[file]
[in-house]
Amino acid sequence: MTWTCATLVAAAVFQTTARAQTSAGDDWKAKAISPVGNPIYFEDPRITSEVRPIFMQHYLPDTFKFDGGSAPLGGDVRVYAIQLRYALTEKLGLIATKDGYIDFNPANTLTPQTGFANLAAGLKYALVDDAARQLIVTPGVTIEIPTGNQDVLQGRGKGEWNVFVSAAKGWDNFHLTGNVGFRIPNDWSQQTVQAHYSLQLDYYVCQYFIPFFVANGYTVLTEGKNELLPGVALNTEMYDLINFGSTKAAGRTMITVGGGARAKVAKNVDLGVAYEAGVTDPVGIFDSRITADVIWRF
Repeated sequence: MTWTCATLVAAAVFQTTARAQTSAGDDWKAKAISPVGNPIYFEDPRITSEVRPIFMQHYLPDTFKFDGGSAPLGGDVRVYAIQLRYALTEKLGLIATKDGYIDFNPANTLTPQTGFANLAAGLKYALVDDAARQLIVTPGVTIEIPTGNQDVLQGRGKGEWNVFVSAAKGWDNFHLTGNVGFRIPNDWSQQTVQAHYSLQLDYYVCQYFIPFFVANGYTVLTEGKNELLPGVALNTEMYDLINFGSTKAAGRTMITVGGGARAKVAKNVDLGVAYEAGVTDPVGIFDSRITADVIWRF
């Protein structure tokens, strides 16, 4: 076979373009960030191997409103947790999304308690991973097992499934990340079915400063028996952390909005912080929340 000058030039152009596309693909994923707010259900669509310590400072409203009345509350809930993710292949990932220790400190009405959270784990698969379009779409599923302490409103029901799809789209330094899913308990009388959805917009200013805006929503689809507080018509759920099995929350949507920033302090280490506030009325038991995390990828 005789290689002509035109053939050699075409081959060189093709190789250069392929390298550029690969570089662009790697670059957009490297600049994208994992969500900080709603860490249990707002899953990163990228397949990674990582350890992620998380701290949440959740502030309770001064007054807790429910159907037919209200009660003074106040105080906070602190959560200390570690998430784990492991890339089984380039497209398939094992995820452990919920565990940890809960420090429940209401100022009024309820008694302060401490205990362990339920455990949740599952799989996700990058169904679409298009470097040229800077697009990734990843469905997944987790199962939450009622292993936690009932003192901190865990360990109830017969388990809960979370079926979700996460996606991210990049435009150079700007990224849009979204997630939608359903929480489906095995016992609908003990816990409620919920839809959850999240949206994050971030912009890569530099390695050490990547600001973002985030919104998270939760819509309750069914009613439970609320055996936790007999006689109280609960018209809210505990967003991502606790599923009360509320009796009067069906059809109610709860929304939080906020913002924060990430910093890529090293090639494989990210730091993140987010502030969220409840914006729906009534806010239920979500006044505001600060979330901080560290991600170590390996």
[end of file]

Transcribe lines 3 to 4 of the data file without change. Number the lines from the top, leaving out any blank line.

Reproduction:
Repeated sequence: MTWTCATLVAAAVFQTTARAQTSAGDDWKAKAISPVGNPIYFEDPRITSEVRPIFMQHYLPDTFKFDGGSAPLGGDVRVYAIQLRYALTEKLGLIATKDGYIDFNPANTLTPQTGFANLAAGLKYALVDDAARQLIVTPGVTIEIPTGNQDVLQGRGKGEWNVFVSAAKGWDNFHLTGNVGFRIPNDWSQQTVQAHYSLQLDYYVCQYFIPFFVANGYTVLTEGKNELLPGVALNTEMYDLINFGSTKAAGRTMITVGGGARAKVAKNVDLGVAYEAGVTDPVGIFDSRITADVIWRF
């Protein structure tokens, strides 16, 4: 076979373009960030191997409103947790999304308690991973097992499934990340079915400063028996952390909005912080929340 000058030039152009596309693909994923707010259900669509310590400072409203009345509350809930993710292949990932220790400190009405959270784990698969379009779409599923302490409103029901799809789209330094899913308990009388959805917009200013805006929503689809507080018509759920099995929350949507920033302090280490506030009325038991995390990828 005789290689002509035109053939050699075409081959060189093709190789250069392929390298550029690969570089662009790697670059957009490297600049994208994992969500900080709603860490249990707002899953990163990228397949990674990582350890992620998380701290949440959740502030309770001064007054807790429910159907037919209200009660003074106040105080906070602190959560200390570690998430784990492991890339089984380039497209398939094992995820452990919920565990940890809960420090429940209401100022009024309820008694302060401490205990362990339920455990949740599952799989996700990058169904679409298009470097040229800077697009990734990843469905997944987790199962939450009622292993936690009932003192901190865990360990109830017969388990809960979370079926979700996460996606991210990049435009150079700007990224849009979204997630939608359903929480489906095995016992609908003990816990409620919920839809959850999240949206994050971030912009890569530099390695050490990547600001973002985030919104998270939760819509309750069914009613439970609320055996936790007999006689109280609960018209809210505990967003991502606790599923009360509320009796009067069906059809109610709860929304939080906020913002924060990430910093890529090293090639494989990210730091993140987010502030969220409840914006729906009534806010239920979500006044505001600060979330901080560290991600170590390996």